Fix the breach of trust article

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Fix the breach of trust article

Korean Air’s board of directors has approved of an emergency plan to provide 60 billion won ($54.3 million) to cash-strapped Hanjin Shipping, an affiliate of the same Hanjin Group. Korean Air took the step to help Hanjin’s container ships, which are stranded because of its inability to pay for unloading charges. Hanjin Group announced the rescue plan two weeks ago, but faced trouble after the board of directors was reluctant to offer the cash out of fears that it could lead to criminal punishment for a breach of trust when it rescues an affiliate without taking collateral.

The unprecedented shipping crisis of Hanjin, now under court receivership, not only caused serous problems for our exporter, but also damaged the international community’s trust in Korea. The snowballing damage desperately called for solutions. But the board of directors wasted precious time finding ways to avoid the breach of trust charges. The world’s 10th largest trading nation suddenly became a laughing stock for others due to the lack of money. We need to amend the breach of trust charges stipulated by our criminal law.

Breach of trust has long been a subject of contention. Though Article Two of Clause 355 in our criminal law defines it as an act which is in violation of duties, it has been considered one of the most ambiguous charges in the criminal law. The biggest problem is the absence of clear and concrete standards for punishing suspects, particularly in the corporate sector. In other words, what degree of violation of duties by business leaders really constitutes a breach of trust?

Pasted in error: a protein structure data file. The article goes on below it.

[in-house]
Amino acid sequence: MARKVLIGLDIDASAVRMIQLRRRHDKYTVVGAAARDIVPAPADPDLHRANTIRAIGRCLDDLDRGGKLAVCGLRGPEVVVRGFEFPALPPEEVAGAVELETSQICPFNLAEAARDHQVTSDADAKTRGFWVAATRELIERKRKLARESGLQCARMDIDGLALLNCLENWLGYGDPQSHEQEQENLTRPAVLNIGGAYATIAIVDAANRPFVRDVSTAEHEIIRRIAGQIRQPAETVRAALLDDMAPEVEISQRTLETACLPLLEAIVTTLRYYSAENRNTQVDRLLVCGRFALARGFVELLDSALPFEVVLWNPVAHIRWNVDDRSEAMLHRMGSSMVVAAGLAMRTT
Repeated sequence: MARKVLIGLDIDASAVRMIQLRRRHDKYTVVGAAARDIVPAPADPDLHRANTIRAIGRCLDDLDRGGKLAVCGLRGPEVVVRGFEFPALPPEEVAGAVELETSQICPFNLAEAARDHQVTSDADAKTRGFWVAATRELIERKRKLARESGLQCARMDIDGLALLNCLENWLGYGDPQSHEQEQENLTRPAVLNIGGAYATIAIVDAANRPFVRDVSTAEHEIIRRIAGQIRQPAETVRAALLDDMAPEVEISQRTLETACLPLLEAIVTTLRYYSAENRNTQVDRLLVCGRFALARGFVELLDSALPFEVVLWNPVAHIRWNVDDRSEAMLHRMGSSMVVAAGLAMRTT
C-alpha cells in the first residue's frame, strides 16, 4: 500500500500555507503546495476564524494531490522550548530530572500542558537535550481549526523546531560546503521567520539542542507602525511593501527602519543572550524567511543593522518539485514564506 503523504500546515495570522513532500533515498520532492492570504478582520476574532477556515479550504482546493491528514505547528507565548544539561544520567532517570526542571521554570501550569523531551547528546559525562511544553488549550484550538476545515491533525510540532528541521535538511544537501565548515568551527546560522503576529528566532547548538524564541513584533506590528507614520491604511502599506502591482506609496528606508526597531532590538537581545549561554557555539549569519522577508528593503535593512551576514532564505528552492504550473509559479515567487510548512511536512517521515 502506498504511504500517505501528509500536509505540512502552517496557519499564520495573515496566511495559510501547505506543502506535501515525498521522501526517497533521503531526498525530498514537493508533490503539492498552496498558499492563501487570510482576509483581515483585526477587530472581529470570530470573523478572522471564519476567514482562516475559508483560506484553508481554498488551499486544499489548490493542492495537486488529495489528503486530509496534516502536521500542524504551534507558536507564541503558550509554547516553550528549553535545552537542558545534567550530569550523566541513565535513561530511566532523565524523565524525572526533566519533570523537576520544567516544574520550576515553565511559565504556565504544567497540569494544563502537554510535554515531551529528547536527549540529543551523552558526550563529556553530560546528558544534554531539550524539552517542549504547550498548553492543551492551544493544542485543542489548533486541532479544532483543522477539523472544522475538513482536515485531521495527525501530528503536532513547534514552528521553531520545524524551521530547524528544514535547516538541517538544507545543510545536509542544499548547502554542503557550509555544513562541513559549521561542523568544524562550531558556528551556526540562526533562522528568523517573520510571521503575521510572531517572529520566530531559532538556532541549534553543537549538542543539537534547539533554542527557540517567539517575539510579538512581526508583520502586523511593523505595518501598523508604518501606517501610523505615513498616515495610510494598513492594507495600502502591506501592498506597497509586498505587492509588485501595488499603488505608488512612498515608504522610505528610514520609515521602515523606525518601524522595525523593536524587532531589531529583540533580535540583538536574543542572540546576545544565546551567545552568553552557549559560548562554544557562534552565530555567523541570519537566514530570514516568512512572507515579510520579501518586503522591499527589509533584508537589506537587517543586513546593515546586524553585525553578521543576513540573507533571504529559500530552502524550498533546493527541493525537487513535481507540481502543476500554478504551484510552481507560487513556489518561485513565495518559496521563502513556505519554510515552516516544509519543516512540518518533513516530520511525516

Currently, our criminal law provides that anyone who brought about damage to his or her company by taking financial benefits or allowing a third party to do so can be punished for breach of trust. As the charge is so broadly defined and abstract, our courts have historically even given different verdicts at first, second and third trials in cases involving the same charge.

Only Korea, Germany and Japan hold business leaders accountable for criminal charges — not to mention civil charges — for mismanagement of businesses. But Germany takes into account a need to respect managerial judgment and Japan punishes them only when intent is found.
It is time for our society to revise the article of breach of trust in our criminal law. We must define the scope and standards for the charge more clearly than before. The breach of trust charges must not serve as a means to constrain the vitality our corporate world has been proud of.


JoongAng Ilbo, Sept. 23, Page 34

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